Tags: buzz | aldrin | mars | mission

Buzz Aldrin Looks to Next Frontier: Mars

Tuesday, 07 May 2013 03:15 PM

By Sandy Fitzgerald and John Bachman

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Astronaut Buzz Aldrin, who completed the world's first successful working spacewalk and who walked on the moon with Neil Armstrong has a new frontier in mind – he believes the United States should be the first country to put people on Mars.

Aldrin, who is launching a new book "Mission to Mars: My Vision for Space Exploration" told Newsmax TV that it's crucially important for the United States to take the lead on Mars, despite the unclear future for NASA's manned space flight programs.

Story continues below.

But he doesn't think the United States should send astronauts back to the moon.

"(We) should help to organize other nations, make our contributions to lunar exploration for others, bring people together, but not expend major resources there," he said. In addition, he's not sure that sending a human mission to try to capture an asteroid furthers the country's exploration efforts as much as a planned trip in January 2018 that will send a married couple to fly round Mars in a year-and-a-half long mission.

"I'm trying to find a way of using them in a very interesting mission which will also excite people about the objective of our growing capability of transporting people to Mars," he said.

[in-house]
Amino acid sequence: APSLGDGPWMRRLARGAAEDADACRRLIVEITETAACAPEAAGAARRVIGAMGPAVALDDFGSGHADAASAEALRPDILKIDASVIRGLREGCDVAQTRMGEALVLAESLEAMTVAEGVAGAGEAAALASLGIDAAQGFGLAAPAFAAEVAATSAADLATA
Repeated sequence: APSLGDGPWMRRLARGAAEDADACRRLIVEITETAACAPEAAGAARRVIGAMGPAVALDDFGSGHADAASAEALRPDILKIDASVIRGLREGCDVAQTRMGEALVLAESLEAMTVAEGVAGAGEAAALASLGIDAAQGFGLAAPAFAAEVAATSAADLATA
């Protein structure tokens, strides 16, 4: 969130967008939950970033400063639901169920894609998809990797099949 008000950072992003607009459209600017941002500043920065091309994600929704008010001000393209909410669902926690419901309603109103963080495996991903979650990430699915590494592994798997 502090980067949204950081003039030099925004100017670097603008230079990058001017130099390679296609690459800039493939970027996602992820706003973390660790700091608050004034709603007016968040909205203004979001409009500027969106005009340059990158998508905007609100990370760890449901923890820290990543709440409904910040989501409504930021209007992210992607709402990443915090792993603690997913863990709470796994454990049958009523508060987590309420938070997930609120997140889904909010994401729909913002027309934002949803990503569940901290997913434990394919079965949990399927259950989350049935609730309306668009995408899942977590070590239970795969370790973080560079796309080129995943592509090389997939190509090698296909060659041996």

In his book, Aldrin makes a case that it's important for the United States to lead the mission, and to have the first manned presence."

Meanwhile, he said, nations such as China, Japan, and India and the European Space Agency will be busy establishing prestige for themselves through missions to the moon, "ably assisted by us but not with great expenditure of funds."

Instead, Aldrin said, the United States should use the funds to build up capability to land humans on the moon of Mars."

The space race is not as competitive now as when NASA and the U.S. were trying to reach the moon first, but the second man on the moon said there is still competition among countries for activities on the moon.

But cooperation among the countries may prove more important than competition, he said.
"I believe there's a principle for a nation, and maybe internationally, to compete at the design and the details of a capability and then cooperate on the utilization of those results of the competition at the early stage of development.

"That way we don’t produce a lot of things that are competing against each other in a finished position where much more testing and financial investment has been necessary."

NASA Chief Charles Bolden last month said there won't be manned missions to the moon any time soon, and Aldrin said that's because Bolden knows robots can do a great deal on the surface of the moon.

Meanwhile, even though Mars isn't always visible to the naked eye, getting there is getting closer in the near future, Aldrin, now 83, says.

He noted the Mars rovers, Spirit and Opportunity, have accomplished a great deal in five years.

"The program manager, Steve Squyres, has said in writing that what they accomplished in five years could have been done in one week if we had human intelligence at Mars controlling them from an orbit around Mars.

"That’s the power of getting human intelligence to operate remote devices from an appreciable distance but not the hazards of going through a landing and then bringing those people back again."

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